Aside from all of this, whenever you entrust someone to pick stocks for you, you are paying all of those trading fees that add up where there may be conflicting interests. Sometimes, they may be incentivized to trade all day and collect commissions while destroying your wealth – I would certainly hope most advisors do not do this, but why take the risk. Who is the referee on whether or not that was a necessary trade? Are you going to be in the position to know?

Also, never let the investment advisor pitch you any funds run by the institution they work for. So if your advisor is from Manulife, never put allow them to talk you into a Manulife fund or a fund run by a Manulife subsidiary (everything they recommend, google who the owner is). Tell them that you do not appreciate this.

Obviously, if the fund is sold in house instead of using an external advisor such as Fidelity, the bank gets to keep the whole fee which means a bigger commission for the advisor. And these funds almost always suck and fail to offer any value.

Can Any Investment Advisor Beat the Market?

There are some very intelligent investment advisors who do beat the market picking stocks while fully serving their client responsibilities. They do not usually have sales obligations that are as large because these IAs tend to deal with an established high net worth clientele and possibly do not take on new clients or have to entertain them very often. However, they are rare and getting rarer.

I have met over a hundred investment advisors during my rather short life to date and can tell you that only two of them actually had any idea about what was going on in the markets. One was at an independent brokerage (think Raymond James, Richardson GMP, Canaccord Adams) with a massive book concentrated in ultra high net worth individuals (UHNW) in the North Shore. The guy was genuinely brilliant – he had previous investment experience at a large asset manager and could support every one of his stock picks. He was also an extremely profitable poker player.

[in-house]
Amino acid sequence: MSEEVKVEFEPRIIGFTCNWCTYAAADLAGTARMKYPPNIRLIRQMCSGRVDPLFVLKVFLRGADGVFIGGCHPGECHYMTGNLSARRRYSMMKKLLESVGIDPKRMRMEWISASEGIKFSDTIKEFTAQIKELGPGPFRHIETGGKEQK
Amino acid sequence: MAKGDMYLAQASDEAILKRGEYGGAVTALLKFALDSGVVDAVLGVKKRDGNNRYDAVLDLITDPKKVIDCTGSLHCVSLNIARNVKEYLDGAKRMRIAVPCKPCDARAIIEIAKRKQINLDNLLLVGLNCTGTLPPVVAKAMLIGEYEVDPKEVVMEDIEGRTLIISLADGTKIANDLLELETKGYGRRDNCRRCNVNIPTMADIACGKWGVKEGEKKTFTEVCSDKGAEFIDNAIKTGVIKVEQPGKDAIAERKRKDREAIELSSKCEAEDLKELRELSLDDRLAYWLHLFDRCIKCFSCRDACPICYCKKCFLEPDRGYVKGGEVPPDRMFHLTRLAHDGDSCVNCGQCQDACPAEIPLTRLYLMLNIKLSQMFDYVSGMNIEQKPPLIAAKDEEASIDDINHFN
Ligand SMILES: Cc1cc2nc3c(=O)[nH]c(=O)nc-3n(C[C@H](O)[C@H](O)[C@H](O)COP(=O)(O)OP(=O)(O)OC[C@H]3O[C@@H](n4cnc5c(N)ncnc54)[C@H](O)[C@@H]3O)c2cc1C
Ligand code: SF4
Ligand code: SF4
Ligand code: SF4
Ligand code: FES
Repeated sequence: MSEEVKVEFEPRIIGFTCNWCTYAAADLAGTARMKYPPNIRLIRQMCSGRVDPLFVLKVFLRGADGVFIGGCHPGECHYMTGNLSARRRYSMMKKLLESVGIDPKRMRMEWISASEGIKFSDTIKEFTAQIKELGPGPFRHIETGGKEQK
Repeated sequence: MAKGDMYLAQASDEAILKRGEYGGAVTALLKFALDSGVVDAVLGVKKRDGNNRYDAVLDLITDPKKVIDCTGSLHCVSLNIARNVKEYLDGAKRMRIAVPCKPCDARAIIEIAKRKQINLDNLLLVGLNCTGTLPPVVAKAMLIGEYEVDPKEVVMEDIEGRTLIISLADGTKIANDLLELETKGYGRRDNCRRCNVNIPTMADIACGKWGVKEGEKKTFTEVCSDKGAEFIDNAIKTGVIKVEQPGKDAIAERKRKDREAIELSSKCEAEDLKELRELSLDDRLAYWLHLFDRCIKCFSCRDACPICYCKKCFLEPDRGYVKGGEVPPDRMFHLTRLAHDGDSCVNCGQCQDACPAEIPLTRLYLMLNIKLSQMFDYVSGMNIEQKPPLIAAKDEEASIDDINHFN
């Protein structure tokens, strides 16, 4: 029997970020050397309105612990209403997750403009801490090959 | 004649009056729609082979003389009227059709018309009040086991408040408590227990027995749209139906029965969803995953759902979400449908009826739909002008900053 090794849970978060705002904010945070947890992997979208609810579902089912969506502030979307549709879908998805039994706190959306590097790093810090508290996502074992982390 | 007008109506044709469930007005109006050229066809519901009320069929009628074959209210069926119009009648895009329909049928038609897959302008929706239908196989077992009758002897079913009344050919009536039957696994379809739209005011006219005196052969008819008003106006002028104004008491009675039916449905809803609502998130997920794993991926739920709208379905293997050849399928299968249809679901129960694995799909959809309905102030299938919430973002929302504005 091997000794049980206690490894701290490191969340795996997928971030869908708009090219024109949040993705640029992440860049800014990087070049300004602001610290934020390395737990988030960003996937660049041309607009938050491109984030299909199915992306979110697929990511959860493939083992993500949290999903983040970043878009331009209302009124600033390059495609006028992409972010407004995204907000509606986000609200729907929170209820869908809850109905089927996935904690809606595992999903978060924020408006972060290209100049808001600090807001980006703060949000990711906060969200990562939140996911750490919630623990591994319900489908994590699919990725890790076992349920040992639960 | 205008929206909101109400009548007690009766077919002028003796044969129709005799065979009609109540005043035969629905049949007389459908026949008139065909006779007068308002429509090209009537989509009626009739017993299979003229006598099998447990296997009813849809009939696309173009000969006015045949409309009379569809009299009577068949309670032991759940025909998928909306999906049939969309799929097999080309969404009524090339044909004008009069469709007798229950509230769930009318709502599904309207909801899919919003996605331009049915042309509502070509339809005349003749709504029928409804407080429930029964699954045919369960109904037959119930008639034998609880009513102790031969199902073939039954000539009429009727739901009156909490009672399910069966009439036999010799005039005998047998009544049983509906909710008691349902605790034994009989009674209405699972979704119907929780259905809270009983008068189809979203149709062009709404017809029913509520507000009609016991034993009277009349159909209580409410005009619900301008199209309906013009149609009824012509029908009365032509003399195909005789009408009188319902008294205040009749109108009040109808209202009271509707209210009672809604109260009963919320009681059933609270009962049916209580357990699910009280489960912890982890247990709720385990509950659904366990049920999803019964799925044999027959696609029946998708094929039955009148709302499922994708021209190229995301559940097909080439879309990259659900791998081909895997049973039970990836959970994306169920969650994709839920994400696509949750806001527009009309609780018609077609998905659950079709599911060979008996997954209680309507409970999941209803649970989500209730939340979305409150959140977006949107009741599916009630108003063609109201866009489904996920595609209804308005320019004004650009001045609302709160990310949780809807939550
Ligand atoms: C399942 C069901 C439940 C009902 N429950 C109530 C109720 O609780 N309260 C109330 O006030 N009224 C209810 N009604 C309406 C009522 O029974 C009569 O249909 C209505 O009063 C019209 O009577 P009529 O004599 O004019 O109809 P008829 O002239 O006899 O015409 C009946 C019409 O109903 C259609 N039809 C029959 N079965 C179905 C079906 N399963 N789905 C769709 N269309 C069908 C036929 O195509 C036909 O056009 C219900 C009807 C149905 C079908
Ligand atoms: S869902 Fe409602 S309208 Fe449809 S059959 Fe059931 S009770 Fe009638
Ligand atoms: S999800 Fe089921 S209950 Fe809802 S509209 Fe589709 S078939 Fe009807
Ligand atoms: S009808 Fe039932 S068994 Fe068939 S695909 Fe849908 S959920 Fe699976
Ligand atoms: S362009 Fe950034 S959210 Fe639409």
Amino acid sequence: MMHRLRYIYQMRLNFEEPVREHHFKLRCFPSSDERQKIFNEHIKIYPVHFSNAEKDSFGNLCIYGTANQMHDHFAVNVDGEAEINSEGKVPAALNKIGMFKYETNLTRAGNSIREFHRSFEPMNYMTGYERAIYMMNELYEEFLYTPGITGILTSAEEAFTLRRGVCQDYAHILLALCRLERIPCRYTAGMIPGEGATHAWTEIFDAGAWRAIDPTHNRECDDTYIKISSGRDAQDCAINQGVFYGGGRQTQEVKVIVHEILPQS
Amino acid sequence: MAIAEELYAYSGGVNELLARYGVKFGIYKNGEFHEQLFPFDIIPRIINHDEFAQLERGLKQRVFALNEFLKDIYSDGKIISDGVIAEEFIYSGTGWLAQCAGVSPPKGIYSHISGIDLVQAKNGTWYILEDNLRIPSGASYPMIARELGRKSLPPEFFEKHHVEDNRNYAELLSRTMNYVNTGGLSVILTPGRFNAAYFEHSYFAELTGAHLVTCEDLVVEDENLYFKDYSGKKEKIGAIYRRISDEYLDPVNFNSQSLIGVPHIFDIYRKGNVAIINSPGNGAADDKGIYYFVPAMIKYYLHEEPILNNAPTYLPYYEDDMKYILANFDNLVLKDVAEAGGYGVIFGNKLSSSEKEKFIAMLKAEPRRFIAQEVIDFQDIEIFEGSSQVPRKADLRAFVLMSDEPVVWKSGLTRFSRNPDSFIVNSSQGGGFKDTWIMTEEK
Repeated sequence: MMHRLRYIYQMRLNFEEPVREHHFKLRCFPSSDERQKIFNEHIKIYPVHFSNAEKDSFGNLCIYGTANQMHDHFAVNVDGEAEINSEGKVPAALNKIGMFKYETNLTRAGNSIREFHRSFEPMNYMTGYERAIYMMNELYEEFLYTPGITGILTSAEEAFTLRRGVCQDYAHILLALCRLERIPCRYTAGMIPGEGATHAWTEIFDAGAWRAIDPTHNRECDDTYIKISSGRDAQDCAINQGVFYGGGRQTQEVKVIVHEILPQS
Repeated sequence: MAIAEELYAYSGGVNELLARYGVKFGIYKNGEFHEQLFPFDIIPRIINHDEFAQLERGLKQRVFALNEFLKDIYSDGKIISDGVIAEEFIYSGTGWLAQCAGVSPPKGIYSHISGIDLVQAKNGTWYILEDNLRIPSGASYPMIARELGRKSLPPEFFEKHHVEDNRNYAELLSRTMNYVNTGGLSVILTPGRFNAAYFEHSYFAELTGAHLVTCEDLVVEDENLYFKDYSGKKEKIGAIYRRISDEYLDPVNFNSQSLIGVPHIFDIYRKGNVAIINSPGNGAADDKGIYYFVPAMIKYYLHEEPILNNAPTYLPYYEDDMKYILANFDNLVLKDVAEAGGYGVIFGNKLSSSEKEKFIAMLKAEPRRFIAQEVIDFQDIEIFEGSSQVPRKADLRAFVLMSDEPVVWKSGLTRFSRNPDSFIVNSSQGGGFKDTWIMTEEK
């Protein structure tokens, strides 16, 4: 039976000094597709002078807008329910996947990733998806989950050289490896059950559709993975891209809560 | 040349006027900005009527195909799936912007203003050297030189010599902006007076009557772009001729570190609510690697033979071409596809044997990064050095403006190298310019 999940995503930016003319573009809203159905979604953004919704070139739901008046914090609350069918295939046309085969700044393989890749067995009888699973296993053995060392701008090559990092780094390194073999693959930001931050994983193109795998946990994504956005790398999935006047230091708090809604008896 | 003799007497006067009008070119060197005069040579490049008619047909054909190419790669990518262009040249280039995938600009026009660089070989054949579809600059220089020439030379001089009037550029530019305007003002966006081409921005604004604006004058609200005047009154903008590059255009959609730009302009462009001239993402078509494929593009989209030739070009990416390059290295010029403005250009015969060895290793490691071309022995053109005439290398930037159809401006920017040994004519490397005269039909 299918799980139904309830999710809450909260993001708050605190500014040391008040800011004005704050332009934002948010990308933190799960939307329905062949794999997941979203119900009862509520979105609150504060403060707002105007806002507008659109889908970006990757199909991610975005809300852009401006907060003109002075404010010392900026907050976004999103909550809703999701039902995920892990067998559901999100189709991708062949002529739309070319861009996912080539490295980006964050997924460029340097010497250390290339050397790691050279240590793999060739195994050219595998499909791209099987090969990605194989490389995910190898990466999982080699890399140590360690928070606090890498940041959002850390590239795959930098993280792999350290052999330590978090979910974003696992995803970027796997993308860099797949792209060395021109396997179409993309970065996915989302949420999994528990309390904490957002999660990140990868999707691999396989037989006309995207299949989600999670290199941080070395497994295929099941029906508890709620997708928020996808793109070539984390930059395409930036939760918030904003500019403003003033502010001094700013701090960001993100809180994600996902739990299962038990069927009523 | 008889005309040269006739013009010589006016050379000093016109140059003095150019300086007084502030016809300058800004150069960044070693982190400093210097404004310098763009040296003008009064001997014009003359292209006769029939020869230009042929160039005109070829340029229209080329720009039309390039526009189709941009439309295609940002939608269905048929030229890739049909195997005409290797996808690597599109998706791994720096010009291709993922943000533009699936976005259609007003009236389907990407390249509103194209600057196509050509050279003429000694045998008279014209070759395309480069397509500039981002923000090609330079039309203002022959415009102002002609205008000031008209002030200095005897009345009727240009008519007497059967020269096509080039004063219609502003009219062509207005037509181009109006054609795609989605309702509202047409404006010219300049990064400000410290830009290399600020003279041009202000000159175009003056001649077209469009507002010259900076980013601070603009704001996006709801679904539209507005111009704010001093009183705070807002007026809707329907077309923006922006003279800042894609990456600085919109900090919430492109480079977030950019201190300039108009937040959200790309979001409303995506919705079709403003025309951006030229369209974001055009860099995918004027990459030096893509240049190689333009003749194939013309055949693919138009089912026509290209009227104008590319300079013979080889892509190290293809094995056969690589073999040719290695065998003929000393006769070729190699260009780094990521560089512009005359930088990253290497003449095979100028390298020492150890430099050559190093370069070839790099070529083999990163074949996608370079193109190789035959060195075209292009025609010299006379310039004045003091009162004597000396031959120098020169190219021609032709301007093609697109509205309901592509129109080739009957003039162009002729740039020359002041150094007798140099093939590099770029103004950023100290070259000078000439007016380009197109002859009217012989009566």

The other one was at an old school brokerage arm (Dominion Securities, Wood Gundy, First Marathon) and clearly had a great understanding of markets and investments. He did great for his clients in terms of his recommendations but was also unscrupulous due to blatant omission of data (where a client could save fees under a different strategy he would keep quiet, breaching his fiduciary duty).

Do not hold your breath on one of these guys working for you. Nothing is free in this world and they are far more likely to deal only with high net worth clients while finding the one guy who can actually do this is as hard as beating the market yourself. Also, no guarantee that they can outperform a Fidelity fund consistently.

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Matt
ex investment banking associate
https://www.linkedin.com/in/matt-walker-ssh/